Chapter 2: The Meaning of Maturity
The mind is immature when it is not ready to learn. The ego feels very fulfilled if you need not learn anything from anybody; the ego feels very enhanced if it feels that it already knows. Now the problem is that life goes on changing, it is never the same - it goes on flowing, it is a flux - and your knowledge is always the same. Your knowledge is not evolving with life, it is stuck somewhere in the past. Whenever you react through it you will miss the point, because it will not be exactly the right thing to do. Life has changed but your knowledge remains the same and you act out of this knowledge. That means you face today with your yesterday’s knowledge. You will never be able to be alive. The more you function through knowledge the more immature you become.
Now let me tell you a paradox: every child who is innocent is mature. Maturity has nothing to do with age because it has nothing to do with experience. Maturity has something to do with responsiveness, freshness, virginity, innocence. So when I use the word mature I don’t mean that when you become more experienced you will be more mature. That’s what people usually mean when they use the word. I don’t mean that. The more you gather knowledge, the more your mind will become immature. And by the time you are seventy or eighty you will be completely immature because you will have a stale past to function through.
Watch a small child: knowing nothing, having no experience, he functions here and now. That’s why children can learn more than aged people. Psychologists say that if a child is not forced to learn, not forced to discipline himself, he can learn any foreign language in three months. Just left to himself with people who know the language, he will catch it in three months. But if you force him to learn it will take almost three years - because the more you force the more he starts functioning through whatsoever he learns, through yesterday’s knowledge. If he is left to himself he moves freely, spontaneously; learning comes easily, by itself, of its own accord.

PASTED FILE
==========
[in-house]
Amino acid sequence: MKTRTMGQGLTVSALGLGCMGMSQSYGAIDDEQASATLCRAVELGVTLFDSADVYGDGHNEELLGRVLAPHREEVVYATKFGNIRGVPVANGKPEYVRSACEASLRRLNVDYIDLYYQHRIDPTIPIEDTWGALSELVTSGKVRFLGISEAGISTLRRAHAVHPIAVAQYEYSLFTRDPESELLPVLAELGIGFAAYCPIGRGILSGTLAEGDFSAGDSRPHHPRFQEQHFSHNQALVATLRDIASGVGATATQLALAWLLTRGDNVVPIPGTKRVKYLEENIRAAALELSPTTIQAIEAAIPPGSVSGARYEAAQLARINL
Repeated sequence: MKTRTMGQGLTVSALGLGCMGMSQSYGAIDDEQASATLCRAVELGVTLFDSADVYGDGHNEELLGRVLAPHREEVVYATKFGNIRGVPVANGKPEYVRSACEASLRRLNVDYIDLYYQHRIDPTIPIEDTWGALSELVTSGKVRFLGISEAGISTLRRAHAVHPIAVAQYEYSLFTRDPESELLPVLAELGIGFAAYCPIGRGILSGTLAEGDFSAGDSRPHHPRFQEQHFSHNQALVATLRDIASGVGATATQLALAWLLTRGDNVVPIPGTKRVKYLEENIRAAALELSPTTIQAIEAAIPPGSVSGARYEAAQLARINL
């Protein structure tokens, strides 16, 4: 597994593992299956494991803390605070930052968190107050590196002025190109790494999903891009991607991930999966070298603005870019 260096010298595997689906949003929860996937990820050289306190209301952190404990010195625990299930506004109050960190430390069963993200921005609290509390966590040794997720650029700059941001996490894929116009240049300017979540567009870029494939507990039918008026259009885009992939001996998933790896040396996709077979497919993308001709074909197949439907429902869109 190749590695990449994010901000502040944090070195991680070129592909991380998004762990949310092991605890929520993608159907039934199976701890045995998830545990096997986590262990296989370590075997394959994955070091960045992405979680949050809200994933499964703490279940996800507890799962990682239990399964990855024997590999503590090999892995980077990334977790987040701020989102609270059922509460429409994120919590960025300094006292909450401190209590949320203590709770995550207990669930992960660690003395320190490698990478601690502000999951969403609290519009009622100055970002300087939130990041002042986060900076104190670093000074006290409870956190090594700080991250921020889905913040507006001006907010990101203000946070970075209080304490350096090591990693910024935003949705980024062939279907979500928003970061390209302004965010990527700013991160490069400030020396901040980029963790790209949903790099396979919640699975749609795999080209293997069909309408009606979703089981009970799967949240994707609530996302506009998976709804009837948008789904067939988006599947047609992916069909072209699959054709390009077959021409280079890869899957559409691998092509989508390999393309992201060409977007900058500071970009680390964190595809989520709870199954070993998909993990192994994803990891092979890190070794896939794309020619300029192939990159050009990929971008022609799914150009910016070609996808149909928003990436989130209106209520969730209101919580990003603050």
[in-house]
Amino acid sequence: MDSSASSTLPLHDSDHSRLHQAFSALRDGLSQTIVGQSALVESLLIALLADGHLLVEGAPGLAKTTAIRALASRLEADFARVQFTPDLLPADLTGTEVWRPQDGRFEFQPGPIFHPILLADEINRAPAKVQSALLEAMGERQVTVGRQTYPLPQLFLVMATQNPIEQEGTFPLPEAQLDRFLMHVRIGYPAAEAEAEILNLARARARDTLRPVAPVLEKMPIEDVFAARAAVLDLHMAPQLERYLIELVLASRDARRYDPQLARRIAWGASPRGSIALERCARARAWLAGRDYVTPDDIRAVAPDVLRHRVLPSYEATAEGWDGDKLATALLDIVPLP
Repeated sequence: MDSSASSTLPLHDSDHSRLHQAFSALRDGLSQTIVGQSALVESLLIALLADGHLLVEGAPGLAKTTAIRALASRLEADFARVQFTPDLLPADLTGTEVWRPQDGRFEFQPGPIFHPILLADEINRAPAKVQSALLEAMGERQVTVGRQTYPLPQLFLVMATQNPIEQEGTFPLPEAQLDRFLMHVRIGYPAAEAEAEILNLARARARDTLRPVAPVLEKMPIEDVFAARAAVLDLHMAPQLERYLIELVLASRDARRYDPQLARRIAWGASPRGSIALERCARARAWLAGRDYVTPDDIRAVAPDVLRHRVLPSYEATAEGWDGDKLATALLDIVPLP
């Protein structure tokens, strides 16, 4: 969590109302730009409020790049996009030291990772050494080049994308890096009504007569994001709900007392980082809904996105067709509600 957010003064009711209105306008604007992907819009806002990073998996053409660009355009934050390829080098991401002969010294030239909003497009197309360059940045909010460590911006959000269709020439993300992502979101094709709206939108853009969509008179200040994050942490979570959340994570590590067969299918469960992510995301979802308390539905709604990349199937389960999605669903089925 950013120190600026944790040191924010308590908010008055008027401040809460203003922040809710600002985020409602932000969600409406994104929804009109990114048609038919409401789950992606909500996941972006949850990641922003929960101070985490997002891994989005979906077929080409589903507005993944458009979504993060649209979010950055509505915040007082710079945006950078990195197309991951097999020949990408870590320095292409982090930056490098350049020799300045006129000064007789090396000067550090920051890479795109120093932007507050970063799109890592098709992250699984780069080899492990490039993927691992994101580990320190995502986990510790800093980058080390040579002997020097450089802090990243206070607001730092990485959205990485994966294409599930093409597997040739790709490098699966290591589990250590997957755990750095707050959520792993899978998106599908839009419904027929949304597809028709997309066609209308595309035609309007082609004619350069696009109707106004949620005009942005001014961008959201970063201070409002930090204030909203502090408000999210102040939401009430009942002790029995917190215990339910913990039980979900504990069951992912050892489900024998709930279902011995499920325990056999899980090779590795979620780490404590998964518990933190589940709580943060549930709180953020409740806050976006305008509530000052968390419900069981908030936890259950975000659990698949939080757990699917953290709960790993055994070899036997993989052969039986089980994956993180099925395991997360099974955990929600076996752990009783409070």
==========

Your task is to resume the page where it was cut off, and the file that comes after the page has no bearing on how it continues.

By the time the child reaches the age of eight he has learned almost seventy percent of whatsoever he is going to learn in his whole life. He may live eighty years, but by the time he is eight he has learned seventy percent - he will learn only thirty percent more, and every day his capacity to learn will be less and less and less. The more he knows, the less he learns. When people use the word maturity they mean more knowledge; when I use the word maturity I mean the capacity to learn - not to know but to learn. And they are different, totally different, diametrically opposite things.
Knowledge is a dead thing. The capacity to learn is an alive process: you simply remain capable of learning, you simply remain available, you simply remain open, ready to receive. Learning is receptivity. Knowledge makes you less receptive because you go on thinking that you already know: what is there to learn? When you already know you miss much, when you don’t know anything you cannot miss anything.
In his old age Socrates said, “Now I know nothing!” That was maturity. At the very end he said, “I know nothing.”
Life is so vast. How can this tiny mind know? At the most, glimpses are enough; even they are too much. Existence is so tremendously vast and infinite, beginningless, endless - how can this tiny drop of consciousness know it? This is enough, that even a few glimpses come, a few doors open, a few moments happen when you come in contact with existence. But those moments cannot be turned into knowledge. And your mind tends to do it. Then it becomes more and more immature.